Friday 27 April 2012

Geocaching: 21st century treasure hunting

Recently I took our two youngest children out on our first geocaching adventure. Friends of ours have been doing it for a while on the other side of the country so I thought we'd give it a go. First of all, what is geocaching? Essentially, it's a treasure hunting game for the 21st century. The folks at describe it as:

a real-world outdoor treasure hunting game. Players try to locate hidden containers, called geocaches, using GPS-enabled devices and then share their experiences online.
First you'll need a GPS (global positioning system) device. Whilst you can buy dedicated units many of today's mobile phones have GPS built in so you might already have everything you need. Next, you need to locate some nearby caches. I put our NE43 post code into the search box at and was pleased to find that there are many sites nearby, the closest one to us being only about 200 yards from our front door!

As this was our first attempt at this, I picked three caches that were rated 'easy' and which were no more than a mile from our house. I then typed the co-ordinates of the caches (available from the web site) into Google maps which showed the location of the cache on a map of the area. I then wrote down the clues from the caches' web site entries (cache creators tell you the general area and then expect you to work out the exact location from the clues they give) and off we went.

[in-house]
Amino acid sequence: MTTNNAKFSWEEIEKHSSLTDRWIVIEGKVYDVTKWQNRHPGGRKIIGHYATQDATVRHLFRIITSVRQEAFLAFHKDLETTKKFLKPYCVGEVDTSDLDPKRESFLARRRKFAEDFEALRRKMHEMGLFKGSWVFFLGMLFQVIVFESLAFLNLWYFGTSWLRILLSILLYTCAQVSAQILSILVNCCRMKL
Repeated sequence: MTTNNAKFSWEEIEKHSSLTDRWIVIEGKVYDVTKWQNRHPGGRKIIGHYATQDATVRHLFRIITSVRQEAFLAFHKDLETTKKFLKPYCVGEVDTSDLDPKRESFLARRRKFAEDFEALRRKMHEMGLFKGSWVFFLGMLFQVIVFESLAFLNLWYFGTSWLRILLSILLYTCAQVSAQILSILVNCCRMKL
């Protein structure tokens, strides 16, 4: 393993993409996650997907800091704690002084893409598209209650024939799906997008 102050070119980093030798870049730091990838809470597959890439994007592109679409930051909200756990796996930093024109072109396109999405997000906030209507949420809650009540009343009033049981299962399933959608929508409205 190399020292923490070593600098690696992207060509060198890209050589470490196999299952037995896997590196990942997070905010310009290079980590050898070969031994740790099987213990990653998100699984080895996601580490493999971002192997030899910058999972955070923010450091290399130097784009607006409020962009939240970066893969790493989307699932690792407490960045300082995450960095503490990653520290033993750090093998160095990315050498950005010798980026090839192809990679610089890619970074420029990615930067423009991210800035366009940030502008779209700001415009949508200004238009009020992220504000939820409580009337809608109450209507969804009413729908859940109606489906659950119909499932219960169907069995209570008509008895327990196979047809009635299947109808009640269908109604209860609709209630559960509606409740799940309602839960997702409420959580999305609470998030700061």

We managed to find one of the three caches (the one nearest our house, as it turned out). Once the children found the cache they opened up the container and extracted its log book. The log book allows people who have found the cache to record their name and the date they found it.
Inside every geocache should be a log book for people to record their name and date of finding the cache. This one was a micro cache so the log book was a long thin rolled up piece of paper, about 2.5 cm wide and 30 cm long.
The log book in this micro geocache
As this was a 'micro' cache (i.e., very small) its log book was a rolled-up piece of paper (see photo)! We duly recorded our find and replaced the cache in its location.

Although we didn't find the other two caches, now that we have a better idea of how the game works, we will go back and find them soon.

Geocaching is a great way to explore your local area as the caches can be very inventively hidden. Geocaching web sites (such as require that all caches are graded for difficulty so you can make sure before you set out that you are not biting off more than you can chew. This is also an ideal family activity and is a really good way to get out and about with your children.

If you have any comments on this, please feel free to leave your thoughts below.


  1. This sounds really fun! How interesting that there are these things for people to find just scattered about, like a game a stranger has left you to play! I'll have to come with you some time... :)

  2. We've been geocaching for years. Top tip, set off some travel bugs, great for the kids to track and see where they go. We had some go a really long way. Pam

  3. I'm definitely going to try some travel bugs. Just need the weather to improve.